My research is focused on identifying patterns of risk behaviors among adolescent youth; implementing and evaluating school-based health education programs; and identifying environmental-level characteristics that influence health behaviors among urban youth and communities. In line with the approach of the “whole child”, my research embraces a comprehensive definition of “health”, recognizing that the synergy between multiple health issues and the surrounding environments together inform long-term outcomes.
For the past several years, I have worked on the implementation and evaluation of health education and behavioral health initiatives aimed to mitigate youth engagement in high-risk behaviors and promote positive development.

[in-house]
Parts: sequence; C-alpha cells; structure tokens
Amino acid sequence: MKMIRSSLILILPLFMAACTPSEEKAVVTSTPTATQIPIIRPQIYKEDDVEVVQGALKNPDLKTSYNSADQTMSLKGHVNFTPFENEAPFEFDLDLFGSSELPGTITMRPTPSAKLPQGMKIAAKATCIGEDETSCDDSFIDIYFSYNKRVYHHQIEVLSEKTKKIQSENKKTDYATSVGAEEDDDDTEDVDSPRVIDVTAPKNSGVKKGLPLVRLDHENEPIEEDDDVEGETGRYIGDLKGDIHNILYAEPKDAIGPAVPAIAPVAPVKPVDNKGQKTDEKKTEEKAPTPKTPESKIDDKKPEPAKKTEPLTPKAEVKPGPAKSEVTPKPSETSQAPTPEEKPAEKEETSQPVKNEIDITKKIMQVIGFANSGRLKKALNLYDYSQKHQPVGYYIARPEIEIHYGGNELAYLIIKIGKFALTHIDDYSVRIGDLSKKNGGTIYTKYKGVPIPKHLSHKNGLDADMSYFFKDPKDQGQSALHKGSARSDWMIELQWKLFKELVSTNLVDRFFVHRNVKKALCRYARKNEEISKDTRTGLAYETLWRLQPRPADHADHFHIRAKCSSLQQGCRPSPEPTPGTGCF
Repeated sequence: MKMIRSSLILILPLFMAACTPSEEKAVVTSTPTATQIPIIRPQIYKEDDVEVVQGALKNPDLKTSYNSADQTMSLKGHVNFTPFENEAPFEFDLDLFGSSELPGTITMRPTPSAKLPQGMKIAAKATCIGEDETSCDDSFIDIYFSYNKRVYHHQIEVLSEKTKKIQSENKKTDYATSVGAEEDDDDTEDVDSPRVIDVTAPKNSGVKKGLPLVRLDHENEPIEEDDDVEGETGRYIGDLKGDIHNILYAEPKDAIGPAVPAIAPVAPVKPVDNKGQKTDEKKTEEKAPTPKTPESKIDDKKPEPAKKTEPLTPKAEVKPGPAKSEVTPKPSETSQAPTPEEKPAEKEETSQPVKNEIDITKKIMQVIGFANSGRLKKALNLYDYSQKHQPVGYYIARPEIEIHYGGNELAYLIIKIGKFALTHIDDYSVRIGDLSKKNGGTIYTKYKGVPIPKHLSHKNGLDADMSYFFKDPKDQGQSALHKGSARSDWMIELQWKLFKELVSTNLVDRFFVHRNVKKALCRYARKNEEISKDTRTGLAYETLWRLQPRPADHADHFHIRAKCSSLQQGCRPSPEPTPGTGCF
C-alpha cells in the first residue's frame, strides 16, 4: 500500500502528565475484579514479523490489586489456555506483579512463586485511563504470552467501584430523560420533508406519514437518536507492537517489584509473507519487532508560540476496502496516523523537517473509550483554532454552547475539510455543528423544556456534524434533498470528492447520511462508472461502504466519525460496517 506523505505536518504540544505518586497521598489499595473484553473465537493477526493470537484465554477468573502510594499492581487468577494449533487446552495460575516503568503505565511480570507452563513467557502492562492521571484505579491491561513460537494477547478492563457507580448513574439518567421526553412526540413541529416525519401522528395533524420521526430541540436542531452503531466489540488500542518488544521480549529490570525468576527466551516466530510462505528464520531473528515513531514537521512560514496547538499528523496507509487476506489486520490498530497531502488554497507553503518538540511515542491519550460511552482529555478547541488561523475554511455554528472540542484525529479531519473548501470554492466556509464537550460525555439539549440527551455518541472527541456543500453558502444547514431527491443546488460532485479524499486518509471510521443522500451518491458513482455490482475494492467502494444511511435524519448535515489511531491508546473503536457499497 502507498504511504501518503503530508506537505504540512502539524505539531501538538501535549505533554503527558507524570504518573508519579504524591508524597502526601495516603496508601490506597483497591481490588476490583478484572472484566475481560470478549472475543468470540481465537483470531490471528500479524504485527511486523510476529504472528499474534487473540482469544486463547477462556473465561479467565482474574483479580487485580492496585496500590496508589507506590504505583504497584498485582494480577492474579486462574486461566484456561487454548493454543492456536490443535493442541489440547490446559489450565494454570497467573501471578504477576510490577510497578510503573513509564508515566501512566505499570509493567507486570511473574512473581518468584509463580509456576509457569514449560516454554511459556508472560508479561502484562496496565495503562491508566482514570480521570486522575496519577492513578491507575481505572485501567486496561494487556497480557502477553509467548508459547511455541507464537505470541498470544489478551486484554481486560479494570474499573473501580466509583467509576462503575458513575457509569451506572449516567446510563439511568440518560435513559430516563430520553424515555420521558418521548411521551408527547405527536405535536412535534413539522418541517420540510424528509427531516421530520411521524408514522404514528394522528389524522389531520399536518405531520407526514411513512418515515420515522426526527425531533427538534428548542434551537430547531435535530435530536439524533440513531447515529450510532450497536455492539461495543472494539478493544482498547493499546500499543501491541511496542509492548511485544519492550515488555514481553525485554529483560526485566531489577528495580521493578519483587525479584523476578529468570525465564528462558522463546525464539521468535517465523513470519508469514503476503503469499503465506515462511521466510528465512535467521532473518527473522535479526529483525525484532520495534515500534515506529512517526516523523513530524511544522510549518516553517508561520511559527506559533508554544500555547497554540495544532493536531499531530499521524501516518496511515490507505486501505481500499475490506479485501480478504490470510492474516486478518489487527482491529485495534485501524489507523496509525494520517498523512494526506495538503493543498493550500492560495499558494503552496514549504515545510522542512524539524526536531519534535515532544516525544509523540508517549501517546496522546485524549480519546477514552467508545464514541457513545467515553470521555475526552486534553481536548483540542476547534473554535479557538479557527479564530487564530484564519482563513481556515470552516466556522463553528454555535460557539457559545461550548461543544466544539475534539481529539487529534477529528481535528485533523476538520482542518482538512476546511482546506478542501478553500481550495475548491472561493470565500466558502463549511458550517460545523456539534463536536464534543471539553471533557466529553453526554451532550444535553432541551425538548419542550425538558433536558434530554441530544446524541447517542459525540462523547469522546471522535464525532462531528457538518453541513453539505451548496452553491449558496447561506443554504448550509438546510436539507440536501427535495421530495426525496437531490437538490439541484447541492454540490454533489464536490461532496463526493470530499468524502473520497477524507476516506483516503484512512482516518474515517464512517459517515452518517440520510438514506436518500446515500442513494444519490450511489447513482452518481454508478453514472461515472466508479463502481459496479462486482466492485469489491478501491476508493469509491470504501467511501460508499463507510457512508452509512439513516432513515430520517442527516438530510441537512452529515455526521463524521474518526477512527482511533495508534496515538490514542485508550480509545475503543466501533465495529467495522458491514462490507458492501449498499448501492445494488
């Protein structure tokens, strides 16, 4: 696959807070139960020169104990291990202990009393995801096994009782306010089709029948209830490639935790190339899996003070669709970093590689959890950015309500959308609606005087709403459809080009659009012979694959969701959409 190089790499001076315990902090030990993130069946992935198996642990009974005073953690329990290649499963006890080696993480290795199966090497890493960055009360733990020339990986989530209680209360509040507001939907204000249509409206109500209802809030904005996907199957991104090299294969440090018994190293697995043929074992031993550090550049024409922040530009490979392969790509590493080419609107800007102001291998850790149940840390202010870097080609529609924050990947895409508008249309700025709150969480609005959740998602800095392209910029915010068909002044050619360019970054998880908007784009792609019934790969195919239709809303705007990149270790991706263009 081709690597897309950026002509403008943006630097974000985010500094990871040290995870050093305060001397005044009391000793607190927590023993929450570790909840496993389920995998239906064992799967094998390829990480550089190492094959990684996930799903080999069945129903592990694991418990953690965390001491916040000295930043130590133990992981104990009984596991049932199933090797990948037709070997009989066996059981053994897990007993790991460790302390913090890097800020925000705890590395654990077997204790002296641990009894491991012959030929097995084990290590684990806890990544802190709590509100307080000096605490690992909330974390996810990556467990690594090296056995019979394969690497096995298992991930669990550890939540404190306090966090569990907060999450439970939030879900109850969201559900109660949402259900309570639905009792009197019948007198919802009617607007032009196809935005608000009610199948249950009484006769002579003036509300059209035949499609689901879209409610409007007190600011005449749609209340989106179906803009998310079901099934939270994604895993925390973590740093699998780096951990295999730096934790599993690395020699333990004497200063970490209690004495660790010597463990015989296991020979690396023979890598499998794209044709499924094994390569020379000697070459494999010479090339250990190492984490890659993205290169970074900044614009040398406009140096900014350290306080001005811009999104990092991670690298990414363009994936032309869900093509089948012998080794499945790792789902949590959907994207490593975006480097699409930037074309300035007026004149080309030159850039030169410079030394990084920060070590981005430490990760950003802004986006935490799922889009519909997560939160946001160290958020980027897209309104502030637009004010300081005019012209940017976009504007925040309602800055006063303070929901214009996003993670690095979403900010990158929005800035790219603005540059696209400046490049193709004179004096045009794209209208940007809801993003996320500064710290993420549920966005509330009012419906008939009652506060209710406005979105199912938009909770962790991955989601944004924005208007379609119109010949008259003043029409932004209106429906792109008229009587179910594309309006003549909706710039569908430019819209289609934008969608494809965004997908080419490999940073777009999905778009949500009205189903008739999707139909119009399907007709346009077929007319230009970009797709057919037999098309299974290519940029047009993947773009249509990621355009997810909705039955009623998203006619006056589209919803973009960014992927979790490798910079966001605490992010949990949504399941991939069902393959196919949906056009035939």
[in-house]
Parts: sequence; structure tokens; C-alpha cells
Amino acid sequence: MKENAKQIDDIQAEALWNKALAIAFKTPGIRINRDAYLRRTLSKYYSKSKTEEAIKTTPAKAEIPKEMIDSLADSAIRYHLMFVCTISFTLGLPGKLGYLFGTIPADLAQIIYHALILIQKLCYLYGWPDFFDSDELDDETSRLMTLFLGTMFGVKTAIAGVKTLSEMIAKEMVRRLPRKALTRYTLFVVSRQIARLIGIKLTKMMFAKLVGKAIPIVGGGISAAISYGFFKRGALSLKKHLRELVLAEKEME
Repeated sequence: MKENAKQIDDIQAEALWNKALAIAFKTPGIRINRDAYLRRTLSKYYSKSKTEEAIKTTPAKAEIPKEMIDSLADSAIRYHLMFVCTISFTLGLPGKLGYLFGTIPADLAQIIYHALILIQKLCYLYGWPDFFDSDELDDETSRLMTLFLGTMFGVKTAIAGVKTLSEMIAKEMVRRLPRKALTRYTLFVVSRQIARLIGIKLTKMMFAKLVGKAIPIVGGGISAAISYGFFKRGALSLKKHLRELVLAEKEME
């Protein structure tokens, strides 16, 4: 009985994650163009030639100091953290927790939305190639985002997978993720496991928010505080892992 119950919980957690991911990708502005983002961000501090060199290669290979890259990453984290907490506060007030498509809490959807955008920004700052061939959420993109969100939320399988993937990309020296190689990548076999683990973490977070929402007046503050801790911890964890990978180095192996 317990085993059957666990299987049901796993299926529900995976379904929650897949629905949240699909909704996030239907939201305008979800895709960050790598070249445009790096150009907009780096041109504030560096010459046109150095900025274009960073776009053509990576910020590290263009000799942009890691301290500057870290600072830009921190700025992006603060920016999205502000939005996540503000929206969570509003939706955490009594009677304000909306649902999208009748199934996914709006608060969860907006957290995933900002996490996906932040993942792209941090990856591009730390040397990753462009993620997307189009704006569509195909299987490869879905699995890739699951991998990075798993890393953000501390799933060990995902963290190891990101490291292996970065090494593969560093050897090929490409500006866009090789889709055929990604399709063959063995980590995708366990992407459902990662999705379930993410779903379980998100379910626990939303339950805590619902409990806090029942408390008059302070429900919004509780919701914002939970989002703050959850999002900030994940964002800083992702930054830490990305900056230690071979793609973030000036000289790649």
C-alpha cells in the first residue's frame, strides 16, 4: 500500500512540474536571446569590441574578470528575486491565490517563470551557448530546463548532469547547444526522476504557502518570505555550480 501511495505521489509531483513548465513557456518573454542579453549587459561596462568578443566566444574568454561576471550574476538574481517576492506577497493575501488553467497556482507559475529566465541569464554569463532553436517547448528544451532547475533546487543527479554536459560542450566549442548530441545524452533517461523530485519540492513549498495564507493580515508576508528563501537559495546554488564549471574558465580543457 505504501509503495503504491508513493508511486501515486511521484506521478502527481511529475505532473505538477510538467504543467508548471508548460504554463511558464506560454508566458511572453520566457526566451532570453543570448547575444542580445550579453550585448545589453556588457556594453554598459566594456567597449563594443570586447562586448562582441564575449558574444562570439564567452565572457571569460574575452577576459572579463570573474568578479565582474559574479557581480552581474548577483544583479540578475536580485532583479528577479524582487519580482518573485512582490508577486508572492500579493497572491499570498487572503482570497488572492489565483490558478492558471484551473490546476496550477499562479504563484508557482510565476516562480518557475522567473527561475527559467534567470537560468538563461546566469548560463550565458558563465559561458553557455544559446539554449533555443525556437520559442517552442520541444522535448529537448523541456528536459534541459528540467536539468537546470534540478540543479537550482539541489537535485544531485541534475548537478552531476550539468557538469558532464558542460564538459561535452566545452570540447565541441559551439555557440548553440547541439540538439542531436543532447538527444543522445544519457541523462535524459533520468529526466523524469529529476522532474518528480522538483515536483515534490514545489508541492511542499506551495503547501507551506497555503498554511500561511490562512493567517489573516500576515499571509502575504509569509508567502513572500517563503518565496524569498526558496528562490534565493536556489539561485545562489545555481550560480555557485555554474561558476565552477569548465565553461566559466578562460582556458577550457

I have an emerging line of research in the area of aggression and violence prevention in schools and am focused on supporting efforts aimed at reducing the presence of firearms in K-12 school settings.
I earned my Bachelor of Science degree in Biological and Environmental Engineering from Cornell University, my Master of Science degree in Applied Statistics from Teachers College, Columbia University, and my Doctor of Education degree in Health Education also from Teachers College. I completed my post-doctoral training at the National Development and Research Institutes from 2010 - 2012 and joined the faculty here at Teachers College in September 2012.
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